Actually, the comet is a small source of frustration for us here--we will have to scrap a few of our planned observations because they're so close to the comet! It's not at all a serious problem, though.
How do we know which of our target stars will be near the comet, and when? Luckily, we have a printout of the comet's ephemeris-- a list of all kinds of statistics about the comet. The ephemeris lists its position, magnitude, and speed for every 15 minutes or so of time...for every day. Since we also have the position of our target stars, we have been very careful to check for proximity to the comet.
Hmmm...here's something interesting. Two of those long exposures are finished now, and on the right side of the image is something that looks like wispy clouds. They're not clouds, though. In fact, I don't know what they are! I suppose it could be part of a nebula--and what a pretty nebula!!--but we just checked another sky-survey image of this region and there's nothing there! A mystery!!! We're still waiting for the other 2 images of this region to finish, so perhaps those images can help us figure out what's going on! Another possibility, unfortunately, is that there could be something wrong with our CCD chip. Let's hope that's not the problem... After all, it's also possible that we just discovered a new nebula!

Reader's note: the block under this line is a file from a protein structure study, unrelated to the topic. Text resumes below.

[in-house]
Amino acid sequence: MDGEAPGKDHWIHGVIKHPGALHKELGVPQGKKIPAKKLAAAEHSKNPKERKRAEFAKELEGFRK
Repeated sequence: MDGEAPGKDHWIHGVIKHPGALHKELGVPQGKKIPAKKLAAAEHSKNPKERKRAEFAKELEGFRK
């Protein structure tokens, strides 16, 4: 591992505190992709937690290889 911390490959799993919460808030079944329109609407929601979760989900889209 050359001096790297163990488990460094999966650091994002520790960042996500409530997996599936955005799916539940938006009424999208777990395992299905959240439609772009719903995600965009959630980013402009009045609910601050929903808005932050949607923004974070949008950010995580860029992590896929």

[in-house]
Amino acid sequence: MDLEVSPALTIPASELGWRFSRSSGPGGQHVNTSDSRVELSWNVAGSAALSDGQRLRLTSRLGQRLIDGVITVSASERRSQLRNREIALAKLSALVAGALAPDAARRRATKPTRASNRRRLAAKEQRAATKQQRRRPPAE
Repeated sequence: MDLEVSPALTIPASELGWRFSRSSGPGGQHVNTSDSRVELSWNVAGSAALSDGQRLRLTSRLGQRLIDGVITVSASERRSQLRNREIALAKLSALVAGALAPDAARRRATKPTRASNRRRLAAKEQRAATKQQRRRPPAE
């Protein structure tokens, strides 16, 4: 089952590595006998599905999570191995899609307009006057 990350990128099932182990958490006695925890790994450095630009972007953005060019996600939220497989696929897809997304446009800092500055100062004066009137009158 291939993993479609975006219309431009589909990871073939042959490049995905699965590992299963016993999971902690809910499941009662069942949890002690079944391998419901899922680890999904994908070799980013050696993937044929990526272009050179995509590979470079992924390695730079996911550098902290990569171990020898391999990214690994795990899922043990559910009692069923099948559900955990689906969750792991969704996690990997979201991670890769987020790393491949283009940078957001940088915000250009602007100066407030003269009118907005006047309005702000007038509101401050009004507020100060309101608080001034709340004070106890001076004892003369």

Our third image of that region is coming out now... Yep, it's still there. One interesting observation is that these cloudlike features are considerably brighter in our R-band images (red) than in the V-band (visible--a greenish filter). I don't know yet why that is, but I'll do my best to figure it out!
...It's just past midnight now. We haven't had much time to investigate our little mystery any further; these cloudlike features are not in any of our other images, so it's difficult to understand where they're coming from. However, the fact that all of our other images are clean allows us to rule out the possibility that something was wrong with the CCD itself. Phew!
We took about half an hour to try to get a few images of the comet. We used the ephemeris I talked about earlier as a guide to its position. We were actually a little early in using the listed coordinates, so we took a series of 5-second exposures. It turns out that the comet moved almost perfectly through each of our frames! So, we now have a sequence of 14 frames in which we can literally see the comet moving diagonally from one corner to the opposite corner. They're beautiful! Wow!
Well, our next exposure is coming up, so I'd better get back to work. I still have a long night ahead of me!!